Continuum Ag

Washington, Iowa





Mitchell Hora

“When I was a baby, my first word was ‘corn’.”

Let’s just consider this a leading indicator that Mitchell Hora was destined to be a farmer. It also doesn’t hurt when you have a farming legacy in your family stretching 150 years.

“But this year is different,” says Hora.

It is becoming clearer that the tests of resilience we are all undergoing in 2020, that Mitchell’s generation might be the most critical for the future of the farm. And not just his farm, but farms around the world.

Continuum Ag

Washington, Iowa




MItchell is playing a vital role as he is connecting farmers through the channel of information and learning. He believes farmers need to come together to learn from each other, share strategies, and support each other if they are going to find a way of farming that brings the system back to what makes sense for every lever in the supply chain so they can make a sustainable livelihood, steward the land and have the space they need to take risk which is necessary to figure out the ideal regenerative practices for their land.

Farmers from South Africa to California have been learning and listening to Mitchell’s approach which is based on data analysis, learning, experimenting, failing, reiterating, and allowing for optimization to mitigate the risk of change. The combination of entrepreneurial innovation with farming and conservation sets Mitchell apart and more farmers are paying attention.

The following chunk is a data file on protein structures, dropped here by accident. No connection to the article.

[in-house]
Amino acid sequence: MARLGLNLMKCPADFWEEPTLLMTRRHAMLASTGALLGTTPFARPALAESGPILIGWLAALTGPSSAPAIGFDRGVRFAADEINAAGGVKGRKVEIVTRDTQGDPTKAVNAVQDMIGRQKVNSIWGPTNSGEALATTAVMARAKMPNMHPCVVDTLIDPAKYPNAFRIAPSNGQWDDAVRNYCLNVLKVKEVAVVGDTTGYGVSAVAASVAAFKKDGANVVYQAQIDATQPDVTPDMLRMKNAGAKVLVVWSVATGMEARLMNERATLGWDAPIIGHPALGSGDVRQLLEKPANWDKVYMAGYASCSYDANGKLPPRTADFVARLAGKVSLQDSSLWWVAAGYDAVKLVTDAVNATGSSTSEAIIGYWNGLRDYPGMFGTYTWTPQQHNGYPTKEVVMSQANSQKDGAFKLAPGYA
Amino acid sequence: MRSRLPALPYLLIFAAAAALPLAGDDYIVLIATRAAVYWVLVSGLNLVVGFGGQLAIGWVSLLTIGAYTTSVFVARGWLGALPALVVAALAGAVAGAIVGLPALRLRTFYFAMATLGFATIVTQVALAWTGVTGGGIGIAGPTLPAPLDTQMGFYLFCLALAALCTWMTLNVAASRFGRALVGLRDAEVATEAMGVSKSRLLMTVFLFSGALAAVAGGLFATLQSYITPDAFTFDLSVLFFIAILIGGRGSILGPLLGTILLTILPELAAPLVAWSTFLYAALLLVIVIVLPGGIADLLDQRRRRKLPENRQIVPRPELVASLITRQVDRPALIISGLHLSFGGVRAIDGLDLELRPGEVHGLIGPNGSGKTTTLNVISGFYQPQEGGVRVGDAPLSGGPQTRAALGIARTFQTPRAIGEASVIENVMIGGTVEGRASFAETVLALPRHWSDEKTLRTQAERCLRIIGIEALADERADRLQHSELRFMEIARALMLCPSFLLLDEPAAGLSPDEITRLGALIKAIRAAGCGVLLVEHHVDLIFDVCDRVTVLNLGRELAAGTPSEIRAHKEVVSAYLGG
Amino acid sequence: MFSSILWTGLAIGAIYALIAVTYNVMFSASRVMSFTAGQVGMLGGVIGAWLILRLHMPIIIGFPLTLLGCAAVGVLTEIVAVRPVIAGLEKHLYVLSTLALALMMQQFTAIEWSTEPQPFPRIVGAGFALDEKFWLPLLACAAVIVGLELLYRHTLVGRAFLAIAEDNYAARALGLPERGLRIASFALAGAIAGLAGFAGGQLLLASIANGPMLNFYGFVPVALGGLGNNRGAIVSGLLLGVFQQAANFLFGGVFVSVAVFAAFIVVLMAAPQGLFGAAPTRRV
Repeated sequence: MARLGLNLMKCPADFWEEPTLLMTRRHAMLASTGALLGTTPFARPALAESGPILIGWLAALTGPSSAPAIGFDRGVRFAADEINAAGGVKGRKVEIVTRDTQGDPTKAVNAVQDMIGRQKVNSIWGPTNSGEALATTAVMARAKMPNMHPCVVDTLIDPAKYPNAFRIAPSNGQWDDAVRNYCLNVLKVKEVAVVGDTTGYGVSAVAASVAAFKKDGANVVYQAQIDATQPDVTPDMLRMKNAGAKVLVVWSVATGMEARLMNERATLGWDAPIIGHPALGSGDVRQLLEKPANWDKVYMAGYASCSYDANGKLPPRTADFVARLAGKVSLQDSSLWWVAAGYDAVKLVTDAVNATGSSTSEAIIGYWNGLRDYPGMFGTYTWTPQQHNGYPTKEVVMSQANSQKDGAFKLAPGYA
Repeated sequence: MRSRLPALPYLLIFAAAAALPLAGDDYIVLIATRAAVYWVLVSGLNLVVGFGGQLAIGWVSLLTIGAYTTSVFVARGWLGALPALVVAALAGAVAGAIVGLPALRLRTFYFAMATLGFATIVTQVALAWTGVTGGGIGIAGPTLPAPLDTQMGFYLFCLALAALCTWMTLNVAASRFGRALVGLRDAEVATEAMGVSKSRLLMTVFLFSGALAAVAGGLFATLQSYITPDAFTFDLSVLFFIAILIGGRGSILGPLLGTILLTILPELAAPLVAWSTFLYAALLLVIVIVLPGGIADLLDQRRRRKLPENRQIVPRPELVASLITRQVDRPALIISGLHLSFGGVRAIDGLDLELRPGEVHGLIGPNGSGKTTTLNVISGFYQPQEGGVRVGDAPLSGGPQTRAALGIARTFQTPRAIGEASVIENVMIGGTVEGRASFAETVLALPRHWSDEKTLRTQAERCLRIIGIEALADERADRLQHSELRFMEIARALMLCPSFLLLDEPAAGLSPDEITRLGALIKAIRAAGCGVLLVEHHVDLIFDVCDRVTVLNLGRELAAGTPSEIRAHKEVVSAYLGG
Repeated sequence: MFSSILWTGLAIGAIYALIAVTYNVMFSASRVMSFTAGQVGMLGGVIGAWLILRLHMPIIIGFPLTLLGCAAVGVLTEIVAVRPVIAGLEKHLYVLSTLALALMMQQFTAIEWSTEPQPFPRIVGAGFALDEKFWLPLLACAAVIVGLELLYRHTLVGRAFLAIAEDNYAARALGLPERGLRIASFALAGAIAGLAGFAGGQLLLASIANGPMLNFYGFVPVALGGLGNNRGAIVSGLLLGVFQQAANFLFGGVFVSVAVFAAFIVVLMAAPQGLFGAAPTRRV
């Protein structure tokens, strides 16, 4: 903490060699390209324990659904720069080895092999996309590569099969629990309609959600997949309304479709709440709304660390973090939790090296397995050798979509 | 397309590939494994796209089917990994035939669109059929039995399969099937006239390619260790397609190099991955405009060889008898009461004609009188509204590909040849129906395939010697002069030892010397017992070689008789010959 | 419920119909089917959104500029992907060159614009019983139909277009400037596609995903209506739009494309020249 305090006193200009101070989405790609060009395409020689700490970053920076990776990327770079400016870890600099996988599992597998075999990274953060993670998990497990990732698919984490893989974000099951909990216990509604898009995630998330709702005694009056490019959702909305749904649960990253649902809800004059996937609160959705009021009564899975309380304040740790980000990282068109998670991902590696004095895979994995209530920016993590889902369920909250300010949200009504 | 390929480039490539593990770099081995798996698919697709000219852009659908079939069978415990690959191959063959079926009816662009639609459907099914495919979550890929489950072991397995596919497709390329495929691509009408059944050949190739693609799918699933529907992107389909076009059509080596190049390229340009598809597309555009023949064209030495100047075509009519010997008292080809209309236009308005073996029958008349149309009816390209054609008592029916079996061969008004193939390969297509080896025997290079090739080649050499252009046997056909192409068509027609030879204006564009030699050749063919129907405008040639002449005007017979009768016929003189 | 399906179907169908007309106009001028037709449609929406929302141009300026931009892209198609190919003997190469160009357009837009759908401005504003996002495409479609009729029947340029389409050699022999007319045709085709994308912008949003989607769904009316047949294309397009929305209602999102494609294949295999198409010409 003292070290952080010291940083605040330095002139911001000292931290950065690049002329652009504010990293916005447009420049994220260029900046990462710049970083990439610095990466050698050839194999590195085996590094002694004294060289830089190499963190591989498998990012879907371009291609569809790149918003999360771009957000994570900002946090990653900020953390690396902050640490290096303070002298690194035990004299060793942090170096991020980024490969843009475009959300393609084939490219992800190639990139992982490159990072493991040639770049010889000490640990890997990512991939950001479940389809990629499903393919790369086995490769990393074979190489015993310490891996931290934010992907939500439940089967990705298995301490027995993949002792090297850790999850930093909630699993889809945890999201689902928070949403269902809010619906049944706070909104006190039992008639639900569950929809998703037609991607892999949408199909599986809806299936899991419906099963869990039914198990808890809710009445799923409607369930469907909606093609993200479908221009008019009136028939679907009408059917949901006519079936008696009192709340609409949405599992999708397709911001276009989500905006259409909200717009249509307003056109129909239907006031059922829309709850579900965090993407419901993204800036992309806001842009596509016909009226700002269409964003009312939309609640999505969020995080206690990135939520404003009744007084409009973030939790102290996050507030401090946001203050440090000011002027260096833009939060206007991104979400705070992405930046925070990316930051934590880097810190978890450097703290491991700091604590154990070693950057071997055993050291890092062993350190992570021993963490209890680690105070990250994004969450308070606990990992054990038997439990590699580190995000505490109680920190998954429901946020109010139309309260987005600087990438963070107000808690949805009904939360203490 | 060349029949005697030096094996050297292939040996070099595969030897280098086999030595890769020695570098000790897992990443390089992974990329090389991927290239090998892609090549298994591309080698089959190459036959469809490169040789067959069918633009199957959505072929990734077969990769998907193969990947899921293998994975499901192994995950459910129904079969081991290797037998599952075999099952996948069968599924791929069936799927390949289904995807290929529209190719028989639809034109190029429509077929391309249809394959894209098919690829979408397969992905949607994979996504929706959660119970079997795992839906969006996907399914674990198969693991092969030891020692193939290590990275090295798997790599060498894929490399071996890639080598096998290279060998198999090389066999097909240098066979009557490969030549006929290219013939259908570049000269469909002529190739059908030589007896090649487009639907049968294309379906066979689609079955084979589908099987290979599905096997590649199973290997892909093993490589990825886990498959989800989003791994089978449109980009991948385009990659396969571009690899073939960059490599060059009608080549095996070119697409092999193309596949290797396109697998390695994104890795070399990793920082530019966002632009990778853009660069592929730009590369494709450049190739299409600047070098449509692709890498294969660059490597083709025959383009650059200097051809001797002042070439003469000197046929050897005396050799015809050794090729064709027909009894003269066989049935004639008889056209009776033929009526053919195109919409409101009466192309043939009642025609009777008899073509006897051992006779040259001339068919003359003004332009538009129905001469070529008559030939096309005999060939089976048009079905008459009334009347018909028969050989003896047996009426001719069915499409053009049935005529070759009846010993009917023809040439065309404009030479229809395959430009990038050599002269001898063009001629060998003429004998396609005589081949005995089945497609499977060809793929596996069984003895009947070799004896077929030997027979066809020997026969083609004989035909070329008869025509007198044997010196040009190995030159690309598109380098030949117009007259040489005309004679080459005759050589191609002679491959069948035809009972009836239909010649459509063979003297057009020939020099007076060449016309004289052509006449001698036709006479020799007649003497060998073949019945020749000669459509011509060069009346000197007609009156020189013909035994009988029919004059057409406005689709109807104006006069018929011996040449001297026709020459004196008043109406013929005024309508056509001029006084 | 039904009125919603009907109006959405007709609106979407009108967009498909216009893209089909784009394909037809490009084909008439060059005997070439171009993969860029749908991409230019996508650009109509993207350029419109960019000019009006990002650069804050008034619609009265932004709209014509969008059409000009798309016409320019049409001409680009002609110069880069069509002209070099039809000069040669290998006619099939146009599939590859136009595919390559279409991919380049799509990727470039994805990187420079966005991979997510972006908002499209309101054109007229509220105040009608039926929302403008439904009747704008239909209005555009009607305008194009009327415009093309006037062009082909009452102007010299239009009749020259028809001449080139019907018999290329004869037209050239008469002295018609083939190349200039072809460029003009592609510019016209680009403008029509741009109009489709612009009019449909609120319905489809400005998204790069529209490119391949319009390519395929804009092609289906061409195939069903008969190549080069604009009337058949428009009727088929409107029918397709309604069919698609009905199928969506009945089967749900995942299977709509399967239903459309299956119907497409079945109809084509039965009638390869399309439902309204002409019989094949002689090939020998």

“The key is to allow soil to do what it is intended to do, which is to function as a living ecosystem.”

So, what happens when an innovative mindset meets a legacy of farm history?

You get Mitchell Hora, a contagiously passionate and highly knowledgeable 25-year old farmer from Washington County, Iowa. He is a farmer, CEO of Continuum Ag, podcast host of Field Work, and dedicated husband. He considers himself lucky because his dad and grandfathers seemed to always be way ahead of the curve. In the 1980’s they began the move from conventional tillage practices towards no-till. In 1986 they purchased their first no-till drill and have continued to no-till soybeans ever since.

An appreciation for sustainability and conservation was a product of Mitchell’s environment. Washington County, Iowa has always been one where the value of conservation practices were celebrated and encouraged.

“Many farmers live in communities and are surrounded by other farmers who have done things a certain way and anything outside of that system is seen as ludicrous and unconventional. Peer pressure is a realty. Tons of farmers have family members in their own homes and farms who only know one way of doing things and force those practices to be in play and I get that. It’s hard. This is why farmers need to get out of those systems they live in every day and go to events, listen to podcasts and join online communities to be exposed to new ideas. Farmers who are learning new ways of farming do it because they see another farmer doing it and say to themselves, if that farmer can do it, so can I.”

Mitchell meets farmers right at the “so can I!” moment sharing the power of data, experimentation, and how the application of those insights are a part of a much bigger picture including the health of the farm but also that they are a part of the solution in building a new system and way of thinking about the supply chain.